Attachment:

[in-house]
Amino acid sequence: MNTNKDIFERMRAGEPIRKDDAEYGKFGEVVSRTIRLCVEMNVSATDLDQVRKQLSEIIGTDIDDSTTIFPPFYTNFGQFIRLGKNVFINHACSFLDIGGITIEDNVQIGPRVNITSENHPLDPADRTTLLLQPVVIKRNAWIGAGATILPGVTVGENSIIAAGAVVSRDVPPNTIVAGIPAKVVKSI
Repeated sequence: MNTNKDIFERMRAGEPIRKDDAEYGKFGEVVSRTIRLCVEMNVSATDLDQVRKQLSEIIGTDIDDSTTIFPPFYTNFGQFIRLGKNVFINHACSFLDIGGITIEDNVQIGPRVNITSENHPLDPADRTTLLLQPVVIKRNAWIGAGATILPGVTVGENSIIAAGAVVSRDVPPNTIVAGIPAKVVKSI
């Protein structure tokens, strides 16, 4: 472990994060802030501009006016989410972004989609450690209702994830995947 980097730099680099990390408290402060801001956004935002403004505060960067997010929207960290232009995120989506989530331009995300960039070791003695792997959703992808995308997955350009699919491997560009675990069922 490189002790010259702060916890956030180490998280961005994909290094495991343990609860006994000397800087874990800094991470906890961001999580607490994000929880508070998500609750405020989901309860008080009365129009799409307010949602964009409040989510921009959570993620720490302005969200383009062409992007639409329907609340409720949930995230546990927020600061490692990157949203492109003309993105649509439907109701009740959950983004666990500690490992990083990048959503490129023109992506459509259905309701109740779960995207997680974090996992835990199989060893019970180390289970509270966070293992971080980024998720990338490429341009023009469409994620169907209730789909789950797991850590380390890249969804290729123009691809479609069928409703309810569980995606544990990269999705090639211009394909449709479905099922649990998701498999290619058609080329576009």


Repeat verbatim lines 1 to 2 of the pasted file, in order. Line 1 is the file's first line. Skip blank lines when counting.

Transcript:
[in-house]
Amino acid sequence: MNTNKDIFERMRAGEPIRKDDAEYGKFGEVVSRTIRLCVEMNVSATDLDQVRKQLSEIIGTDIDDSTTIFPPFYTNFGQFIRLGKNVFINHACSFLDIGGITIEDNVQIGPRVNITSENHPLDPADRTTLLLQPVVIKRNAWIGAGATILPGVTVGENSIIAAGAVVSRDVPPNTIVAGIPAKVVKSI